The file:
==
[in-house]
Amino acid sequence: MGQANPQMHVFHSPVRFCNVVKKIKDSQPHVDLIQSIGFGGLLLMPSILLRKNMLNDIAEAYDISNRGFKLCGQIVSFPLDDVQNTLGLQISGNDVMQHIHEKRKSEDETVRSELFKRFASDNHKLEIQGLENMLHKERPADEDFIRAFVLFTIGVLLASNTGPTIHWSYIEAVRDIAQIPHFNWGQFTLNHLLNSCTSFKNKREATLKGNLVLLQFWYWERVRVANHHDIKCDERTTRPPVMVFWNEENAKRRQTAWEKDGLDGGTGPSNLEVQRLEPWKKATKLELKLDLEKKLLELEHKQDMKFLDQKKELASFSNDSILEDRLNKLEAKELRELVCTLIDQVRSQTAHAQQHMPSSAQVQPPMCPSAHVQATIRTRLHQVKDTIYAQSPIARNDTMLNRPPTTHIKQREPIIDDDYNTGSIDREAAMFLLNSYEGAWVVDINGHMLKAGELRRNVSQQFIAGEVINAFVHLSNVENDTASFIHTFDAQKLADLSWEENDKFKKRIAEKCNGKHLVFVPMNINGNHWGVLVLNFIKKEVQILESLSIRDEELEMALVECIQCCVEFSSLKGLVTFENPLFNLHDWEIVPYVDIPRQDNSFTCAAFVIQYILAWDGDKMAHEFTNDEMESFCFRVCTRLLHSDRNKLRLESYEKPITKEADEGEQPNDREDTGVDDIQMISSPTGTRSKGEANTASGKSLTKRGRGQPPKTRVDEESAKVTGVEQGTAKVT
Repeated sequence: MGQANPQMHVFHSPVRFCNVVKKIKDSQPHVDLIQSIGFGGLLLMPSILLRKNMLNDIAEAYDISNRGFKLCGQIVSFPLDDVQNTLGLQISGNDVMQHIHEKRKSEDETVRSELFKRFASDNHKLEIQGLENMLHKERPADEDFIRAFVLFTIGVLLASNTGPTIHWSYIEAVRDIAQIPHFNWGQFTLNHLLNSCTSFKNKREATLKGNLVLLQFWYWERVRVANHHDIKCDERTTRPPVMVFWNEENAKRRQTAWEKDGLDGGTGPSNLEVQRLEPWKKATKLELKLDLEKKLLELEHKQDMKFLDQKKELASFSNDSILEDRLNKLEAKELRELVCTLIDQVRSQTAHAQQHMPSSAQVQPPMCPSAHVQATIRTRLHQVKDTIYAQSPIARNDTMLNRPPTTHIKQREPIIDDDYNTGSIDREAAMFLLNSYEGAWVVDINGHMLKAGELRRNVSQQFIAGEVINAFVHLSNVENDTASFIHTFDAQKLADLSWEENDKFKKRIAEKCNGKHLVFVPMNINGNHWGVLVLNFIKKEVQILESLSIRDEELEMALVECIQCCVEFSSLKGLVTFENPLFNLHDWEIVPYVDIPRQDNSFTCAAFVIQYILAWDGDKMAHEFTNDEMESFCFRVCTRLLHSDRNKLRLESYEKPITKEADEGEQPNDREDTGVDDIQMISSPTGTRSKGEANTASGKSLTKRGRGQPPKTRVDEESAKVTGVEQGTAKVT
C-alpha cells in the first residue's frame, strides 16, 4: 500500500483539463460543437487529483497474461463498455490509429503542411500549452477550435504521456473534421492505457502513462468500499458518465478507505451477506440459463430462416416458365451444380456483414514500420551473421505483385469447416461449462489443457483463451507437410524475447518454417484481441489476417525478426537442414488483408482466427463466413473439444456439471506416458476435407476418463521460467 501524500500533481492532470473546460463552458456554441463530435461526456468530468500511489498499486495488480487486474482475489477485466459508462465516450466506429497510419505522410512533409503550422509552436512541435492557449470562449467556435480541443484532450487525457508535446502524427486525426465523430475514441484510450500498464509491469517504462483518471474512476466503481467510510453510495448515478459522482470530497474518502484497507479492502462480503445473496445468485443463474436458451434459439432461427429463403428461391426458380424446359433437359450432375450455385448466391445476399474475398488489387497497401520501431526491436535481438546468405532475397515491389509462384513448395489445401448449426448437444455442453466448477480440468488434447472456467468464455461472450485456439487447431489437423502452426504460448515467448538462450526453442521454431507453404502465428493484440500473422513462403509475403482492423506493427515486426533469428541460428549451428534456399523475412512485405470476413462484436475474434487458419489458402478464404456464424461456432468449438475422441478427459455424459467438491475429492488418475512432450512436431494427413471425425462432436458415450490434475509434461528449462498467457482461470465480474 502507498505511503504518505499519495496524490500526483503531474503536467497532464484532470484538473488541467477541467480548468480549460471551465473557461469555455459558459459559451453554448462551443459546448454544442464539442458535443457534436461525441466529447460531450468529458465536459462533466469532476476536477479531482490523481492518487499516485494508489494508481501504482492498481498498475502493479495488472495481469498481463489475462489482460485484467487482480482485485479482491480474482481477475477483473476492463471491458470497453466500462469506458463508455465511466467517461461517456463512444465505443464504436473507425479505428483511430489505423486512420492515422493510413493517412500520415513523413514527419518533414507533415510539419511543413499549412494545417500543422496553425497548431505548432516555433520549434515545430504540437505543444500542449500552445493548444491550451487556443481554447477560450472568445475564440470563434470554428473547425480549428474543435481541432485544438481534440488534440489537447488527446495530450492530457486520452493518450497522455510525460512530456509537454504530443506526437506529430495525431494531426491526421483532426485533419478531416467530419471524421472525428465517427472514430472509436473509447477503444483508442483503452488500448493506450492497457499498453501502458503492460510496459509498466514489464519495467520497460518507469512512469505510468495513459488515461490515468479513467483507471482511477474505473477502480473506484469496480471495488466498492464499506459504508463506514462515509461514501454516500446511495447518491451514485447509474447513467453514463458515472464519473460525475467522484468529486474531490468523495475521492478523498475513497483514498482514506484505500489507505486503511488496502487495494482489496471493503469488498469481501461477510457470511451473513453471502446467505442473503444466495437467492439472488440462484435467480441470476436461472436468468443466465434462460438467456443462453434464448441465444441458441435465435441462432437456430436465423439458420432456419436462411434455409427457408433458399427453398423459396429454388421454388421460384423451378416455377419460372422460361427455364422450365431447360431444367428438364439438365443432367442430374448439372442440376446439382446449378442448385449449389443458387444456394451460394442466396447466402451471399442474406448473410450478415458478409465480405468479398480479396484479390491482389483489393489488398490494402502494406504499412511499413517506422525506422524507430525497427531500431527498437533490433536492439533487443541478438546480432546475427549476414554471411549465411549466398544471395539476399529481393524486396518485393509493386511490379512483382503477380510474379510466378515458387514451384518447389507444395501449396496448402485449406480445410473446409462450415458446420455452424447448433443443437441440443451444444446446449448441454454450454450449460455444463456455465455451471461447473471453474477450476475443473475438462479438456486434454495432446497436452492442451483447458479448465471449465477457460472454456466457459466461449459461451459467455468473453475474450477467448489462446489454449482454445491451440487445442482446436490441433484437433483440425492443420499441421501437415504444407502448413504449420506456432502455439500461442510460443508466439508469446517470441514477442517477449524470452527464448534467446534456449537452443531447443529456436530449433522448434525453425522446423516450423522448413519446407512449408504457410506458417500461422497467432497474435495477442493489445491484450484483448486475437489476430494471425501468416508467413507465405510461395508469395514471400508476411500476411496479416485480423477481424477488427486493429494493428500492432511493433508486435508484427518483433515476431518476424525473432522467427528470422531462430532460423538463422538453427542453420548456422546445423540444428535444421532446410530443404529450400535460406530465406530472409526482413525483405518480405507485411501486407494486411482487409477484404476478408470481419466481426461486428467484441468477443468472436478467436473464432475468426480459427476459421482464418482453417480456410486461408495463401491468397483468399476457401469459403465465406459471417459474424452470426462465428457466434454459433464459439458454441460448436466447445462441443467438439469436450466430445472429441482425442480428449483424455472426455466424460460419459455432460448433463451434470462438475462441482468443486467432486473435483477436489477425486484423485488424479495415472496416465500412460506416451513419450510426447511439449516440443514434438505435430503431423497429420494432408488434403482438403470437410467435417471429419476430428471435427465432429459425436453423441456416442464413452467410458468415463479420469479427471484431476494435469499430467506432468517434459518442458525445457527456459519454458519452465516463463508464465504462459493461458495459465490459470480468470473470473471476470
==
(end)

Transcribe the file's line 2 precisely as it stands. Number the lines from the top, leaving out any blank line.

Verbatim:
Amino acid sequence: MGQANPQMHVFHSPVRFCNVVKKIKDSQPHVDLIQSIGFGGLLLMPSILLRKNMLNDIAEAYDISNRGFKLCGQIVSFPLDDVQNTLGLQISGNDVMQHIHEKRKSEDETVRSELFKRFASDNHKLEIQGLENMLHKERPADEDFIRAFVLFTIGVLLASNTGPTIHWSYIEAVRDIAQIPHFNWGQFTLNHLLNSCTSFKNKREATLKGNLVLLQFWYWERVRVANHHDIKCDERTTRPPVMVFWNEENAKRRQTAWEKDGLDGGTGPSNLEVQRLEPWKKATKLELKLDLEKKLLELEHKQDMKFLDQKKELASFSNDSILEDRLNKLEAKELRELVCTLIDQVRSQTAHAQQHMPSSAQVQPPMCPSAHVQATIRTRLHQVKDTIYAQSPIARNDTMLNRPPTTHIKQREPIIDDDYNTGSIDREAAMFLLNSYEGAWVVDINGHMLKAGELRRNVSQQFIAGEVINAFVHLSNVENDTASFIHTFDAQKLADLSWEENDKFKKRIAEKCNGKHLVFVPMNINGNHWGVLVLNFIKKEVQILESLSIRDEELEMALVECIQCCVEFSSLKGLVTFENPLFNLHDWEIVPYVDIPRQDNSFTCAAFVIQYILAWDGDKMAHEFTNDEMESFCFRVCTRLLHSDRNKLRLESYEKPITKEADEGEQPNDREDTGVDDIQMISSPTGTRSKGEANTASGKSLTKRGRGQPPKTRVDEESAKVTGVEQGTAKVT